• nicoleandmaggie Says:

      The science I think of as the same alternate universe where Courtney Milan had the genome figured out a hundred years earlier because people listened to women.

      But yeah the major flaw was them breaking apart for no real reason that makes sense (and then getting back together ditto). Just invented drama.

      I will look into those!

      • Steph Says:

        That’s a good point. And I should have reversed my ordering of those points – I probably would have finished the book despite some annoyance with some of the science-adjacent stuff if I had liked the romance plotline better!

  5. nicoleandmaggie Says:

  6. Revanche @ A Gai Shan Life Says:

    I just went through the whole Courtney Milan series that our library had!

  7. Debbie M Says:

    Per your review of the terrible books: I visited my Mom last week and she has the TV on a lot (ugh), but I was very pleased to see that on “Let’s Make a Deal,” the contestants *always* asked first before hugging the host. (He always said yes.) This is setting such a good example. (Meanwhile, Mom told me that the host on “The Price is Right” is kind of afraid of his contestants because they will jump all over him even when his arm is in a sling.)

    I used to think I didn’t like short stories–just when I get into the story, it’s over too soon. But Louis L’amour has changed my mind. I’ve read volumes 1 and 2 of his collected short stories so far, and they are all quite satisfying!

    I also just finished Jane Austen’s “Mansfield Park” because our local library’s book club featured it. My boyfriend wanted to go because he’s always confused by why putting on a play was so sinful and he’s always shocked by how Henry Crawford doesn’t change into a better human being at the end of the book like he expects. So this time he read it knowing how it goes and paying attention. It’s not my favorite Austen at all, but I did enjoy some of the themes. When I was a kid, long-distance phone calls were expensive, so I sort of understood letter writing, but for modern kids, this book would be very informative on the practice. And Fanny finds sunlight to be wonderful in the country but just revealing of dirt in the city. Unfortunately, it’s super creepy that Fanny can only get what she wants when some man speaks up for her, though admittedly, she’s super introverted.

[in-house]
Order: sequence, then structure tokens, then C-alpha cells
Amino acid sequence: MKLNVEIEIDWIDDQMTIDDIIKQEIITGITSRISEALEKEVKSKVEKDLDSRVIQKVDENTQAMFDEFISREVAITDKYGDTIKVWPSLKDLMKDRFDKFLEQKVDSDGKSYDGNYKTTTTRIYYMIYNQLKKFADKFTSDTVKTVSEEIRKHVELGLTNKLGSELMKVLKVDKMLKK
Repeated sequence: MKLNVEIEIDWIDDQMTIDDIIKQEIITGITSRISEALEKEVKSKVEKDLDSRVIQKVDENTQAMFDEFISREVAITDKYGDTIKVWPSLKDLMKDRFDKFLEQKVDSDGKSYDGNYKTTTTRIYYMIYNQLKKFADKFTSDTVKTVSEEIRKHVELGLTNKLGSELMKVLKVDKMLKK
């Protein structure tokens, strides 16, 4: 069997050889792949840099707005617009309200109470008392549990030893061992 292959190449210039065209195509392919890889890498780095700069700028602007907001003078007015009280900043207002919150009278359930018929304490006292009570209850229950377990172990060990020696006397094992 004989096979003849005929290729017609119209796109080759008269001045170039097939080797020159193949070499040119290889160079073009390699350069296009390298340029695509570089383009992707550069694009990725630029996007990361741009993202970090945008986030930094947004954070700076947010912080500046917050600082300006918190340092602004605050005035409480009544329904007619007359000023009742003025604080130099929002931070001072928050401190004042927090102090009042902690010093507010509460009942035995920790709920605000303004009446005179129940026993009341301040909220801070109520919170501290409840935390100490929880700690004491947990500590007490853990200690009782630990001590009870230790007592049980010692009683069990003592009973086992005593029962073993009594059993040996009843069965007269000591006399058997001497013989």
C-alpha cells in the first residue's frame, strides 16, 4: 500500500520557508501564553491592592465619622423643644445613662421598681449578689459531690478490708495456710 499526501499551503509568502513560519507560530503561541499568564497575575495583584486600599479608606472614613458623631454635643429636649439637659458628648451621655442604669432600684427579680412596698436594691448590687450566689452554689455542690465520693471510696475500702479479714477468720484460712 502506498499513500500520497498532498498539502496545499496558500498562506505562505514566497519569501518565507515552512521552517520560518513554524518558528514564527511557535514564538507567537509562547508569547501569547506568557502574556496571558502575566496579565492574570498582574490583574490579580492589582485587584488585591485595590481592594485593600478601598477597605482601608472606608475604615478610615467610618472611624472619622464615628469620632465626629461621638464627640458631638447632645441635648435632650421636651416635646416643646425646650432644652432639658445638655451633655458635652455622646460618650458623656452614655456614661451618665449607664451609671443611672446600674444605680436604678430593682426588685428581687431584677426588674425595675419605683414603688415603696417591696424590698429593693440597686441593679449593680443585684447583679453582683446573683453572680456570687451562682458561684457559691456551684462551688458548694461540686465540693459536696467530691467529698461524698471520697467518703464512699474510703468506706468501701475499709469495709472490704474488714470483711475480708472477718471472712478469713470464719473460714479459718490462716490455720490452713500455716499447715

I also finally read “To Kill a Mockingbird,” which I feared would be horrible. But much of it is quite delightful. I enjoyed that the kids had gigantic vocabularies. I marvelled that the author could explain how a student who should love school absolutely hated it. She even discussed the opiod epidemic. Most amazingly, the characters are not black and white–my least favorite character did one of my favorite things.

    And I re-read “Ethan Frome” when a friend mentioned that he chose it for his local book club. Ugh, it’s like “it’s a Wonderful Life” without the happy ending. He thought it was a romantic book, appropriate for the February book club choice. I guess it’s romantic like “Romeo and Juliet” is romantic, but I prefer a happy ending.